Crying Baby Sent Solo Parasailing (Video)

A couple are facing charges of child cruelty after sending their 11-month-old baby daughter on a petrifying solo parasailing ride.

The astounding scenes were captured at Muzhappilangad Beach in the south-western region of Kerala, at an event organised by a local aero-sports society.

First, the wailing baby was strapped into a parachute attached to a jeep, before the vehicle sped off, dragging the distressed child high into the air.

The little girl, named as Niya Nizam, hangs in the sky, suspended from the parachute. Finally, after about 30 seconds, she is lowered to the ground.

Video footage shows Niya's parents ignoring her obvious distress, smiling as they fasten her into the parasailing harness. Amazingly, the pair appeared completely at ease with their extraordinary behaviour, happily chatting with TV crews there to film the aero-sports display.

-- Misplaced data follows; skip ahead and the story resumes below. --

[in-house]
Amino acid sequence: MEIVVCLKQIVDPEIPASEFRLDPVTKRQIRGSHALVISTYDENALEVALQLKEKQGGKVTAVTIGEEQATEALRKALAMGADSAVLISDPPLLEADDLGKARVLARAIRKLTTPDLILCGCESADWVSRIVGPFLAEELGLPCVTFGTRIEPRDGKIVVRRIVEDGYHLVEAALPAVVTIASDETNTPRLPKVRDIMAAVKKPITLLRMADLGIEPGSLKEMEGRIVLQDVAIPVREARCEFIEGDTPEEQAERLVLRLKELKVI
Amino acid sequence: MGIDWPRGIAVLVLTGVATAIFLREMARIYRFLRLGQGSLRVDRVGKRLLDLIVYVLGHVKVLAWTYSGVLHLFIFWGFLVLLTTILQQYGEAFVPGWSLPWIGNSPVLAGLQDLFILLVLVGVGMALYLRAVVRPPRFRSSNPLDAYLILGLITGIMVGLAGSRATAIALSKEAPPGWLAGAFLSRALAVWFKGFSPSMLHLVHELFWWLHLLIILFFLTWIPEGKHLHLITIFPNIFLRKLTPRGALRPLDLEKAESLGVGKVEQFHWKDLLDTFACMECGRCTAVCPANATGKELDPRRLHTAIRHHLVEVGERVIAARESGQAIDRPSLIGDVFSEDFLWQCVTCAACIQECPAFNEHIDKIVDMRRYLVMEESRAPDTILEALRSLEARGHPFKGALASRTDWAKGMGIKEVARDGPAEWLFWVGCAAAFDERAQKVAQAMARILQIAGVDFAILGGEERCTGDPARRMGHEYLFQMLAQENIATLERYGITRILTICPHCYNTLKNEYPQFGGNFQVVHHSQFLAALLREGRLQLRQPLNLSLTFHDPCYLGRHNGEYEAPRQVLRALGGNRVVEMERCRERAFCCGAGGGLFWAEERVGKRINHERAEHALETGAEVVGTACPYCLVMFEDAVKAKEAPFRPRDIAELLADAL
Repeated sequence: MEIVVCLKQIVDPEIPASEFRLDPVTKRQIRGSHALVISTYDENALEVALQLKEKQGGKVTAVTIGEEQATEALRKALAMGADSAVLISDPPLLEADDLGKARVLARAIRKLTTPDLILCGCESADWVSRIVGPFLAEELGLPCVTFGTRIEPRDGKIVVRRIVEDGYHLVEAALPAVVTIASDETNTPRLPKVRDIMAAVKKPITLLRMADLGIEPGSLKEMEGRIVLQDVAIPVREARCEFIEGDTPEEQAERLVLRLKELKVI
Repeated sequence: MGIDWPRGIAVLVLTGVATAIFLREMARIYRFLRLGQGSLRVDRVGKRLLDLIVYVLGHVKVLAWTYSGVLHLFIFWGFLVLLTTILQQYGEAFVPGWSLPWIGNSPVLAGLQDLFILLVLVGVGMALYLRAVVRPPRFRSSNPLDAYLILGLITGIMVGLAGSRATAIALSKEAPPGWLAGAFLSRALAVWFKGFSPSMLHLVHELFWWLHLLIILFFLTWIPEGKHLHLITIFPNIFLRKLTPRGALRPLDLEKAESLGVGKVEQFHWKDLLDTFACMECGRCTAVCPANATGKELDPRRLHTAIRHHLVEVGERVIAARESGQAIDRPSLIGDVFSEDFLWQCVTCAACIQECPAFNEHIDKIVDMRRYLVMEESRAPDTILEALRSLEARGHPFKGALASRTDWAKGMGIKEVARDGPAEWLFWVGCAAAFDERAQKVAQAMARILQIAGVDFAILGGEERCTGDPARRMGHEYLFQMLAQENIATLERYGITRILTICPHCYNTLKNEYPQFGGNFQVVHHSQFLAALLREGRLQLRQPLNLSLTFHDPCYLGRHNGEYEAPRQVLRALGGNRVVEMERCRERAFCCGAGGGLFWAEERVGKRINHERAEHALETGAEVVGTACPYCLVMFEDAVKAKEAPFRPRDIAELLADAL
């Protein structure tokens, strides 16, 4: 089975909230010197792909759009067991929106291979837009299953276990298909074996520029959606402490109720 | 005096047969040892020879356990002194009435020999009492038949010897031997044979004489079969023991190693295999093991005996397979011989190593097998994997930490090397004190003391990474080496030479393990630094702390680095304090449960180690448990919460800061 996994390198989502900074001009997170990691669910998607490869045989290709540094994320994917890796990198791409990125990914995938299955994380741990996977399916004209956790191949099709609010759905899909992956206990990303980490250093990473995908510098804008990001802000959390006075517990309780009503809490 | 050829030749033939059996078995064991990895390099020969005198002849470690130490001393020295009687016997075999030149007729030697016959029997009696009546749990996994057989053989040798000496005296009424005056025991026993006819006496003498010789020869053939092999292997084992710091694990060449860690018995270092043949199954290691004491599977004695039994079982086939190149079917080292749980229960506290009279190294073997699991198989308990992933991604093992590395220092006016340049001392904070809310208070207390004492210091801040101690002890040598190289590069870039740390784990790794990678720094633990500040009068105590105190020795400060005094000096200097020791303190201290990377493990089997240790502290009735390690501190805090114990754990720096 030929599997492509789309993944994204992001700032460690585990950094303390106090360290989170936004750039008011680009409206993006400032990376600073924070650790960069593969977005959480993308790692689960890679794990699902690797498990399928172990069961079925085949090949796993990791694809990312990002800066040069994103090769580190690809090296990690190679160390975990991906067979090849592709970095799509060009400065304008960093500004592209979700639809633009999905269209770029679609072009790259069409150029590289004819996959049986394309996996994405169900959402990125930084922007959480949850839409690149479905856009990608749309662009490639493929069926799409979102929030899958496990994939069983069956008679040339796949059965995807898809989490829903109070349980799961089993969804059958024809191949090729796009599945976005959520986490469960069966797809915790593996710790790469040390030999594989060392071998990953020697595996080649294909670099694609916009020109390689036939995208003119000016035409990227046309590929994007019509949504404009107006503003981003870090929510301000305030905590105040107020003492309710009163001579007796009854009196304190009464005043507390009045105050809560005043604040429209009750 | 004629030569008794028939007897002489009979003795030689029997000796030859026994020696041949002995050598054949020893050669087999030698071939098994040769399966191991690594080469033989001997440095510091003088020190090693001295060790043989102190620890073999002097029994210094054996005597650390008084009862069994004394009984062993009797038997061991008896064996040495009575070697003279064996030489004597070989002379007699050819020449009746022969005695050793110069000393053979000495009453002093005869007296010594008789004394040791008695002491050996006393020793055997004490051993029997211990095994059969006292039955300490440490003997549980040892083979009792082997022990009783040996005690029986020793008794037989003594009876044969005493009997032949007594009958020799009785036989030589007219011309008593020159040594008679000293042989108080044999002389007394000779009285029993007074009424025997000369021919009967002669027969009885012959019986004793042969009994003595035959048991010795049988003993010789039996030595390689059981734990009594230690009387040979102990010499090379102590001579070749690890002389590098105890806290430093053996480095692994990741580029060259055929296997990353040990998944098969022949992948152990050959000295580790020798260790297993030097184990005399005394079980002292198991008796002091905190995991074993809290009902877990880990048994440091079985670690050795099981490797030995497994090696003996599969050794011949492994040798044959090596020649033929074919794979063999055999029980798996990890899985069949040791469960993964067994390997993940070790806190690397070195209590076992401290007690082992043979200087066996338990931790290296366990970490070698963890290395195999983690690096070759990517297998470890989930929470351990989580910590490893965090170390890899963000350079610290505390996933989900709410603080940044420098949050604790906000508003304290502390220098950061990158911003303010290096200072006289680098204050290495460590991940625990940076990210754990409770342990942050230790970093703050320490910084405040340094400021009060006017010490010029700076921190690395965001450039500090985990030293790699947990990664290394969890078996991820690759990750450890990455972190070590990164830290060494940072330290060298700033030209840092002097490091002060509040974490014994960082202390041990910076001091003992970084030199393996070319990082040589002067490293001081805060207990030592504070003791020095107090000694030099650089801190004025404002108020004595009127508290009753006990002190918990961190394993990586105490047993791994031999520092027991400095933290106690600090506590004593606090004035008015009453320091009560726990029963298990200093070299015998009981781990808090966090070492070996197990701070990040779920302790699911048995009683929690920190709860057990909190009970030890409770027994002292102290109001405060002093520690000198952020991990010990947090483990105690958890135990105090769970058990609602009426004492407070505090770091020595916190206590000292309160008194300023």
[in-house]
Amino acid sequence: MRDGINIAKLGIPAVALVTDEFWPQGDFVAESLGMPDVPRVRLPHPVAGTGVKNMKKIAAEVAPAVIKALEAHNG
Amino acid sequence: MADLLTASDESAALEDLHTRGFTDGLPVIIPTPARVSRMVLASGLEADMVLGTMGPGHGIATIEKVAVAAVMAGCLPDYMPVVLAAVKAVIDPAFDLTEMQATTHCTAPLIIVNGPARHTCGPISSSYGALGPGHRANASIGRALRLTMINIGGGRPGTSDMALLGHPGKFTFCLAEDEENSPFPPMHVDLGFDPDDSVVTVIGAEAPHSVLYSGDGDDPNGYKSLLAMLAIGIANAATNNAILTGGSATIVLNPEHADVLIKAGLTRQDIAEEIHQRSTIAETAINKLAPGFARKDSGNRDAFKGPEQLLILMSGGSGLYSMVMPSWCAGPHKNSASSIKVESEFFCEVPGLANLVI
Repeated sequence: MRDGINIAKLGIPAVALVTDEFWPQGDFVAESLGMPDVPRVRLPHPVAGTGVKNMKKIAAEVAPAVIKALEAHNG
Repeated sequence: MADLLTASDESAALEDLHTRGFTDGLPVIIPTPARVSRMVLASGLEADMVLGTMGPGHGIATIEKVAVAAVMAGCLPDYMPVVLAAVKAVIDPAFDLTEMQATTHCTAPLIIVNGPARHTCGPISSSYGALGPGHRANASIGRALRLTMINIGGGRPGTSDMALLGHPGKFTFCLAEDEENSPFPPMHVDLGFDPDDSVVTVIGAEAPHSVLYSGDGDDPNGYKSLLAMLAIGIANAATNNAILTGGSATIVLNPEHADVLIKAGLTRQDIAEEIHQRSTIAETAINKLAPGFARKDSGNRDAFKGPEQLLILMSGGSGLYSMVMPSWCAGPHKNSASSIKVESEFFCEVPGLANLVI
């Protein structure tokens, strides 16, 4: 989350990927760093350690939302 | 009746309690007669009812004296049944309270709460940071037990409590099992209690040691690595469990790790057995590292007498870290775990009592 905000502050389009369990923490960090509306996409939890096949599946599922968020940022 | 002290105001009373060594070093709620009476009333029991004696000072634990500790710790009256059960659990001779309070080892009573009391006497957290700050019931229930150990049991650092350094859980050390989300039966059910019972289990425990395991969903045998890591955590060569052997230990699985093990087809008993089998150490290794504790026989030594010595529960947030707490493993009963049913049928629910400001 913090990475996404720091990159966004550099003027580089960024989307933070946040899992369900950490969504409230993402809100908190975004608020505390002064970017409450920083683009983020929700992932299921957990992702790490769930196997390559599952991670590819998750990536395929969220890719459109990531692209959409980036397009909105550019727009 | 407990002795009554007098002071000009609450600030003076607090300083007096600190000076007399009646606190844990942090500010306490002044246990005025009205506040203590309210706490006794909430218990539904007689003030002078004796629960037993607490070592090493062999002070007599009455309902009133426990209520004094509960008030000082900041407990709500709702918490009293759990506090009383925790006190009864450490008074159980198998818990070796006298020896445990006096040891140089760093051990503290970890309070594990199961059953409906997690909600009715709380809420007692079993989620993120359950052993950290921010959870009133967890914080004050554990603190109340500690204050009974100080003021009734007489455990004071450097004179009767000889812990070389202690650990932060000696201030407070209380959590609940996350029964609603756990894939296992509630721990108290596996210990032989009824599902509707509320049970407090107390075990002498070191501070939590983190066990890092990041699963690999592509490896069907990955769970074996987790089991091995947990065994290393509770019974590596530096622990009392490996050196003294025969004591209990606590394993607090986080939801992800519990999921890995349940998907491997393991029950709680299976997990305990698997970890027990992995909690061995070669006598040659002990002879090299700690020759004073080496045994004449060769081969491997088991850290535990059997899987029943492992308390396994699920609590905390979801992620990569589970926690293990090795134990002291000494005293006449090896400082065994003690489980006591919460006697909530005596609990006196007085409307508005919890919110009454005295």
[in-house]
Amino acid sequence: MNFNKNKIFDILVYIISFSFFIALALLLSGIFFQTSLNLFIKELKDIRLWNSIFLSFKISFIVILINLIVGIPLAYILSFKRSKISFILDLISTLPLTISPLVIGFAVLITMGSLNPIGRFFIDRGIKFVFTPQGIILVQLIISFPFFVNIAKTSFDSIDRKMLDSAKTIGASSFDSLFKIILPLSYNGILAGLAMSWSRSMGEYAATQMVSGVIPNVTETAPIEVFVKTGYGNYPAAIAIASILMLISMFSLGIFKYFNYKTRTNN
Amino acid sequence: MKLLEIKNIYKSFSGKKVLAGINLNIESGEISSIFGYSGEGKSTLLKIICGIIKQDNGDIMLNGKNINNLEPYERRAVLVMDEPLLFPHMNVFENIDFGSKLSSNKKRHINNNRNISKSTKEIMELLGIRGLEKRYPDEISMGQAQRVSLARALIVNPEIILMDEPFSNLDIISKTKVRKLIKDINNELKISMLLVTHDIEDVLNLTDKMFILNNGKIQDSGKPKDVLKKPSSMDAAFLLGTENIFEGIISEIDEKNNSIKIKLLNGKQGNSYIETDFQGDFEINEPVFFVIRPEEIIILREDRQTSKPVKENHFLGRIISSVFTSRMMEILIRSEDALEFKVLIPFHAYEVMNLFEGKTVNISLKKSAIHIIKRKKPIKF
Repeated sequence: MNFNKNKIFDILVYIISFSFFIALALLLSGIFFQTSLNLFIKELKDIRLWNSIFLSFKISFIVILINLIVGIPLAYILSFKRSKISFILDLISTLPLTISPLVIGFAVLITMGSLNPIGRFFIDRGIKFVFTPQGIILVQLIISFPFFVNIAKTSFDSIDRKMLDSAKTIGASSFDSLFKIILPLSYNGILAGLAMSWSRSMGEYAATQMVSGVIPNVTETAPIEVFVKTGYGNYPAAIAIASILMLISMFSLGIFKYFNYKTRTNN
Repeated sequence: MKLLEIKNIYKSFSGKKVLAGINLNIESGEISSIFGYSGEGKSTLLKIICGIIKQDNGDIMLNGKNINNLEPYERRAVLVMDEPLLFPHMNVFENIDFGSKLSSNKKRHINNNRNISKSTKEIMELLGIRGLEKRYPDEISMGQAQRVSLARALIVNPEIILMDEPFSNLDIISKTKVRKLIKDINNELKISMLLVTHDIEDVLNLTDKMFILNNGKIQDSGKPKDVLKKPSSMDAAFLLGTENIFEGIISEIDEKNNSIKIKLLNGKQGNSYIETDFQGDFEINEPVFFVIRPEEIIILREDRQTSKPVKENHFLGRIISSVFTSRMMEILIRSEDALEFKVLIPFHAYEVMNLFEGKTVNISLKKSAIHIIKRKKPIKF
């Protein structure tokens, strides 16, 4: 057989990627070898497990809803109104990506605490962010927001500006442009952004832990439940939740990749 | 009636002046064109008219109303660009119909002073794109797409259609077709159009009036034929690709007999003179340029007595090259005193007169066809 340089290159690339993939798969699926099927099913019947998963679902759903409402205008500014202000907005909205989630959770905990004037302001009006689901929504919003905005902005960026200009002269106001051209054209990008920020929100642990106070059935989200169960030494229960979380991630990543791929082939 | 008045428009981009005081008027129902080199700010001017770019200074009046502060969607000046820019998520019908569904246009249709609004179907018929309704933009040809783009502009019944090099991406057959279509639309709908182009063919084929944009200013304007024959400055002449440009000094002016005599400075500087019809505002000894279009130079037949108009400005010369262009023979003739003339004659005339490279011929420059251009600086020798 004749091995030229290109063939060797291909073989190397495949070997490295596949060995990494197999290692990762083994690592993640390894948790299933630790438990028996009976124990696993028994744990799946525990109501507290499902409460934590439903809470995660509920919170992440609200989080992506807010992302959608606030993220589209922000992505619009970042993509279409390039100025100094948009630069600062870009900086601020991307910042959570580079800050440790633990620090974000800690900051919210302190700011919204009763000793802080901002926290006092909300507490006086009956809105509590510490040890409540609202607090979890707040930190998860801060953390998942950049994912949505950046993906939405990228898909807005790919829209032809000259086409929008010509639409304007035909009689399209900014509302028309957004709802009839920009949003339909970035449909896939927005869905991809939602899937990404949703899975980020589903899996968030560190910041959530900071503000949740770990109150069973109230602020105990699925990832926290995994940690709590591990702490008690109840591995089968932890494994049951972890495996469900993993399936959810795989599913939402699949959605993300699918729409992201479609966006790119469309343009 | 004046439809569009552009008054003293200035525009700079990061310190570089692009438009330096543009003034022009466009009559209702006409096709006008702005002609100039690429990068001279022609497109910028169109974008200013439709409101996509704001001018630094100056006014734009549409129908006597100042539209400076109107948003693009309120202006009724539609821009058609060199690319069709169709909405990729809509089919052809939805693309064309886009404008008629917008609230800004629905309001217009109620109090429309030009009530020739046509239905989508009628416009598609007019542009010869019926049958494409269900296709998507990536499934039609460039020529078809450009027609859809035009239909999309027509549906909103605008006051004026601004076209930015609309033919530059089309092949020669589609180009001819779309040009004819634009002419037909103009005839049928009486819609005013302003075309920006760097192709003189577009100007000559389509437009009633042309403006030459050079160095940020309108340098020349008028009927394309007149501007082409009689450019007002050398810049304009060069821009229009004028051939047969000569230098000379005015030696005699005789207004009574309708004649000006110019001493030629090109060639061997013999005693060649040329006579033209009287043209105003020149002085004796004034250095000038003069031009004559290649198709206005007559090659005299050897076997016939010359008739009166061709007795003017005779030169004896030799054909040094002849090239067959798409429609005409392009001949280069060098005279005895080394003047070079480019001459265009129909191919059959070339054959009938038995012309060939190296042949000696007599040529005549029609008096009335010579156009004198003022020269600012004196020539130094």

"This is nothing big as is feared," the mother of the terrified girl told one news channel. "We thought she would be able to do it and decided to give it a try."


Her nonchalant attitude does not appear to be shared by those who witnessed the bizarre incident, however. Horrified onlookers told the New Indian Express that the child appeared to be crying as she was launched into the sky, and went on sobbing even when she was brought down.

Videos of the appalling stunt soon spread across Indian news outlets, with many expressing shock and outrage. Yahoo India reporters called the incident 'a case of utter callousness'.

The state's Human Rights Commission has now become involved, warning that the irresponsible pair could face a fine or six months' imprisonment if convicted of cruelty.

The human rights body named the parents as Safrina and Mohammed Nizam and said that the commission had would be investigating a complaint of child cruelty registered against the couple.

DIG Sreejith, the commission's Chief Investigation Officer, said that the child's parents are experienced flyers and had been keen to introduce their daughter to the sport, without properly considering the child's age.

Sreejith called the apparent lack of guidelines surrounding infant participation 'alarming'. The aero-sports society responsible for the event may also face investigation.